U.S. Air Forces in Europe released video footage on Friday of what they deem to be a set of safe and standard intercepts of Russian aircraft in the skies above the Baltic Sea.
The clips show two intercepts, one recorded on Nov. 23 and the other on Dec. 13, of two Russian Navy SU-30 Flankers flying in formation in international airspace near the Baltic States of Eastern Europe.
While the footage is an excellent display of American airpower in full force, the F-15 pilots who conducted the intercepts should not cause concern. That’s because Russian jets frequently fly to and from Russian airbases in the region, especially the isolated territory of Kaliningrad on the Baltic Sea.
“Intercepts are a normal part of the Baltic air policing mission,” said Air Force Lt. Col. Cody Blake, commander of the 493rd Fighter Squadron. “They don’t necessary happen on a day-to-day basis, but it is a routine thing and they’re always conducted in a safe and professional manner.”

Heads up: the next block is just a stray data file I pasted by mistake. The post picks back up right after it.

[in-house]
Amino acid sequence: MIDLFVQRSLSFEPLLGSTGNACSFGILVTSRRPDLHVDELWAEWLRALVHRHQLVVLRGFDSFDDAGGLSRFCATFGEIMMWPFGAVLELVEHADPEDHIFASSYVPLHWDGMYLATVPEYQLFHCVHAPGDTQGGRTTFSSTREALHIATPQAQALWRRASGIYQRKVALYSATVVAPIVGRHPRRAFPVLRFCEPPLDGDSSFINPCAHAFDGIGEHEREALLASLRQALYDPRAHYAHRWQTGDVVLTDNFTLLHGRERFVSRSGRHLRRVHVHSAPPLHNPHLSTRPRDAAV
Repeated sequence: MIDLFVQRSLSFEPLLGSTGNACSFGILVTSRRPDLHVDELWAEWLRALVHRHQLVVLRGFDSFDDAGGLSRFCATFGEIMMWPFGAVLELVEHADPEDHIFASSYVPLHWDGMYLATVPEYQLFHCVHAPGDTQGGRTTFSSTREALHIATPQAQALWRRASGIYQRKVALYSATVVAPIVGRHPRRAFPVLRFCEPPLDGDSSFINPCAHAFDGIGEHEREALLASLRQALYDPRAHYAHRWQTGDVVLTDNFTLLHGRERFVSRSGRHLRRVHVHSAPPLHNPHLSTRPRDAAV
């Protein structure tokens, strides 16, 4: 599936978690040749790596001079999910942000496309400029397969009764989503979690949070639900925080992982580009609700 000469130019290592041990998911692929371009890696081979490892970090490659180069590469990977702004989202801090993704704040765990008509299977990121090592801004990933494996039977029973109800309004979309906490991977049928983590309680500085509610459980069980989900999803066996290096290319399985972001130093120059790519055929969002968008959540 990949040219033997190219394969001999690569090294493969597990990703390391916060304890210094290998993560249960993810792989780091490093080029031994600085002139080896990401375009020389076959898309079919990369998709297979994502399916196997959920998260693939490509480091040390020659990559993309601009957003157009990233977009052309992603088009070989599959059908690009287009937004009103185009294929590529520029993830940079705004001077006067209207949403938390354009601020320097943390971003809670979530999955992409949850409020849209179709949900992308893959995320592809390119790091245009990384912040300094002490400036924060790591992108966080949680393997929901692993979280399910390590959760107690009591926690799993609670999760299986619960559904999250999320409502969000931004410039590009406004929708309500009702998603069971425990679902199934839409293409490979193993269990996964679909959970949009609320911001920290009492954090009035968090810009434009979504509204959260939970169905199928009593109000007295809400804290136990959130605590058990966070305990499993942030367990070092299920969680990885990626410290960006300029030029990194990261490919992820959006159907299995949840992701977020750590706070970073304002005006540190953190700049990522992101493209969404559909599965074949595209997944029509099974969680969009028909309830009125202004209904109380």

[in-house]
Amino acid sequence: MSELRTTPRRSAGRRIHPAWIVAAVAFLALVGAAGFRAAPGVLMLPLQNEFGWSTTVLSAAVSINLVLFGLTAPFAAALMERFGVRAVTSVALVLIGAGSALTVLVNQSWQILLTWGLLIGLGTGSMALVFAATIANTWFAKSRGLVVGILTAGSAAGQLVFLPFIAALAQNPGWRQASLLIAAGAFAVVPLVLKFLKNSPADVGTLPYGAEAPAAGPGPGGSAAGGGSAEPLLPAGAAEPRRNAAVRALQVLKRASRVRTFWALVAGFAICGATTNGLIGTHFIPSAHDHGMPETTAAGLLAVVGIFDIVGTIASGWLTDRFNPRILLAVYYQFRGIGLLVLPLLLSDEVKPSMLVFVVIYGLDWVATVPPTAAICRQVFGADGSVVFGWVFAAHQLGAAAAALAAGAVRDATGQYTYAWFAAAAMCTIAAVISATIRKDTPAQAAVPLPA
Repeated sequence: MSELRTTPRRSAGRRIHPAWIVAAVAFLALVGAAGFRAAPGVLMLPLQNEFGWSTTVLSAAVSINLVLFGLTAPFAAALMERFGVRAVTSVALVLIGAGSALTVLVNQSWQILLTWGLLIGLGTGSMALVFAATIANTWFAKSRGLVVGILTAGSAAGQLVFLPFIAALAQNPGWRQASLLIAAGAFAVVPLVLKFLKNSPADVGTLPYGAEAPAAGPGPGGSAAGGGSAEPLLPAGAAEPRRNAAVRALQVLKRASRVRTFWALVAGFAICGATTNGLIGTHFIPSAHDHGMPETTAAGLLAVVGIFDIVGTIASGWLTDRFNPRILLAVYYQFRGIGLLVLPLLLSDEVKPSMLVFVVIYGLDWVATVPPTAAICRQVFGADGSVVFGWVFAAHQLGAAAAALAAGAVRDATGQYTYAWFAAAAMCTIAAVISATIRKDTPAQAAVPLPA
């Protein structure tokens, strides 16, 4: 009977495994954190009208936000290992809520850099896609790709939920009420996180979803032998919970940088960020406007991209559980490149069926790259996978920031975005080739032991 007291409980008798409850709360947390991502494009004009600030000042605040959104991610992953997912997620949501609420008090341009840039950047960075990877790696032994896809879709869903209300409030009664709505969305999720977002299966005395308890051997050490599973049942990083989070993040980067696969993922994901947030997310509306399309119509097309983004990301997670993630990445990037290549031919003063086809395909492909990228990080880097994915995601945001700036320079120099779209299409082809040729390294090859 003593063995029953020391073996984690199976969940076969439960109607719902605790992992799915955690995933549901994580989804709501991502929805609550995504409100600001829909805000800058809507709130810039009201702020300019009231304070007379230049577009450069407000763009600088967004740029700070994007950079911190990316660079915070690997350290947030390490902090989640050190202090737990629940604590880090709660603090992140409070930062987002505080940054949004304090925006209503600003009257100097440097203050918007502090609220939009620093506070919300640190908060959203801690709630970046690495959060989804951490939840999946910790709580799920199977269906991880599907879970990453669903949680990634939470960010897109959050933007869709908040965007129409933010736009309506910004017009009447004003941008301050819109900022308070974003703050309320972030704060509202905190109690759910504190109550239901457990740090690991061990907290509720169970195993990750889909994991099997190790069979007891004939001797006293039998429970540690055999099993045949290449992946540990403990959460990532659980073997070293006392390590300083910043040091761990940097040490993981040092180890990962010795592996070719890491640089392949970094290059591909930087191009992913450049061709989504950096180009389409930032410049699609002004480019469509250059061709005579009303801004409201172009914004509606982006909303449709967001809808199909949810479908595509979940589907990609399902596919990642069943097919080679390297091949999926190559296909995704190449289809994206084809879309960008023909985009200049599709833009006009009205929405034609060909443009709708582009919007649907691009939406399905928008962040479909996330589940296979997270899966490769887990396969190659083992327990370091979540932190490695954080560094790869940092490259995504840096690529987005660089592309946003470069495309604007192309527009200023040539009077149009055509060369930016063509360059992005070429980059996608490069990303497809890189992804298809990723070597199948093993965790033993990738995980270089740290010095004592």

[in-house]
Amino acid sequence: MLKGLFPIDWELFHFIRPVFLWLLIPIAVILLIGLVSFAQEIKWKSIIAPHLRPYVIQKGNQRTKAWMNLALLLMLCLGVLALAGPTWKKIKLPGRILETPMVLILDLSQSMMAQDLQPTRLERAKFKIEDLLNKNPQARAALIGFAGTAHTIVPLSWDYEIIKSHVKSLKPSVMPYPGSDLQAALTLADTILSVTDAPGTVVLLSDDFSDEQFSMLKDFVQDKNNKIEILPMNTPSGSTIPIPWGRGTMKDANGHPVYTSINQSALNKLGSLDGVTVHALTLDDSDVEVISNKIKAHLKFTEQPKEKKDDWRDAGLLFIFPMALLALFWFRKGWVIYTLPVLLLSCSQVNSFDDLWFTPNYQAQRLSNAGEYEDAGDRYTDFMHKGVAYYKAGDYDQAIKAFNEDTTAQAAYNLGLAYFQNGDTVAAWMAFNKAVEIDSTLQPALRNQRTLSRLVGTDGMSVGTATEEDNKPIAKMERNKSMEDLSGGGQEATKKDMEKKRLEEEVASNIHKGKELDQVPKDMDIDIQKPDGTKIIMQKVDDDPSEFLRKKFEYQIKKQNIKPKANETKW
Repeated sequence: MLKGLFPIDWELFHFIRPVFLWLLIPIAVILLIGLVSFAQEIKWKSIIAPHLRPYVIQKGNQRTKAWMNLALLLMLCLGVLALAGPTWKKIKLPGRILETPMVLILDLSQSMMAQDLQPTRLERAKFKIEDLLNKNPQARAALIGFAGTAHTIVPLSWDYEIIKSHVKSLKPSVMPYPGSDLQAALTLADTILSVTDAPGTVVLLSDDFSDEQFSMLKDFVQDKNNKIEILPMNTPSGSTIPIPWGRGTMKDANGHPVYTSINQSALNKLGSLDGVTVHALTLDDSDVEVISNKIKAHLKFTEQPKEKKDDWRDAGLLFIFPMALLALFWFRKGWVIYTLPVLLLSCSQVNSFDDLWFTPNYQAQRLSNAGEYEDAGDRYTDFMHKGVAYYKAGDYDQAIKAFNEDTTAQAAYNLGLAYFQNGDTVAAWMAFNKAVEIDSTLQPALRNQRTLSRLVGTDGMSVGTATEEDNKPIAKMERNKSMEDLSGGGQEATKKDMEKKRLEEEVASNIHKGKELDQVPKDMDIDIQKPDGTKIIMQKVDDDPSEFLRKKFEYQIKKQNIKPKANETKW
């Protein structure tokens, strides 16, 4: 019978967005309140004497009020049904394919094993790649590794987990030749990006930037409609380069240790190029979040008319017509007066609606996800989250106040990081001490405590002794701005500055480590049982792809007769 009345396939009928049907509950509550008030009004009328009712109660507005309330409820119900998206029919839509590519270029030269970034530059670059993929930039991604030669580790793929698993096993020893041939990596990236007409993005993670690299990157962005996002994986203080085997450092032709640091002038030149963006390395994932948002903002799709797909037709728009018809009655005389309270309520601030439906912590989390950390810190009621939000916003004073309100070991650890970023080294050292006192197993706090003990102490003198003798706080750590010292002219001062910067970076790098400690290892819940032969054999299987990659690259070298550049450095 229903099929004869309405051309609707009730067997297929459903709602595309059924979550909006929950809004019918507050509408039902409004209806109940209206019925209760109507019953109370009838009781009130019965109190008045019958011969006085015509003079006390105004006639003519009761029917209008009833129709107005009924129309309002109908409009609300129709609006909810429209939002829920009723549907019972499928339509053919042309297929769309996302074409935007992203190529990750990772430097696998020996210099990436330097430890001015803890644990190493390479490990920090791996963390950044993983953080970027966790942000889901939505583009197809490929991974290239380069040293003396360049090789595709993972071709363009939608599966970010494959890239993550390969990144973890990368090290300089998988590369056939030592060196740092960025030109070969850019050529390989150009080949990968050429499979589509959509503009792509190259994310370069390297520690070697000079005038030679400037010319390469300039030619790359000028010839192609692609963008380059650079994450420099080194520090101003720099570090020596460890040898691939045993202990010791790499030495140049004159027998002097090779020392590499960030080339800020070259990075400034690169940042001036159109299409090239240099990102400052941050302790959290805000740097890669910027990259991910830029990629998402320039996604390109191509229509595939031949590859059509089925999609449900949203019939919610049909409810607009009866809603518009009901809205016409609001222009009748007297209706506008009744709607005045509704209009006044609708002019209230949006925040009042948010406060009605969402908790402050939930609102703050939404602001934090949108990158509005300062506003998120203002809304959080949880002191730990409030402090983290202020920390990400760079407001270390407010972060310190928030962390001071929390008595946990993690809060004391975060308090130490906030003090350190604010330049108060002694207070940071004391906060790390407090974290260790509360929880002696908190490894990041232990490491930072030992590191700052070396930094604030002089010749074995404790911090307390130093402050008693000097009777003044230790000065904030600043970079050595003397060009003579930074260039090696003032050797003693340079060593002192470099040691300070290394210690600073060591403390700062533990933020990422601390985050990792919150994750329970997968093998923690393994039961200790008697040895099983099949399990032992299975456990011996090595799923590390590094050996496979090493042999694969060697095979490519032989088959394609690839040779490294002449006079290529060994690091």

The Russian Flankers were intercepted because they did not broadcast the appropriate procedures required by air traffic control, and because there was no flight plan on file, according to U.S. Air Forces in Europe.
The F-15s, and their aircrews, are from the 493rd Expeditionary Fighter Squadron stationed at RAF Lakenheath in England. Their deployment to Siauliai Air Base in Lithuania was part of one of the largest air-policing rotations in the mission’s history, according to Stars and Stripes.
17 NATO countries have participated in these missions, since 2004, over several Eastern European countries such as Estonia, Latvia, and Lithuania, whose militaries don’t use fighter jets.
NATO requires at least two warplanes to be on standby every minute of every day during the deployment to respond to such mission requirements, like intercepting unresponsive Russian aircraft.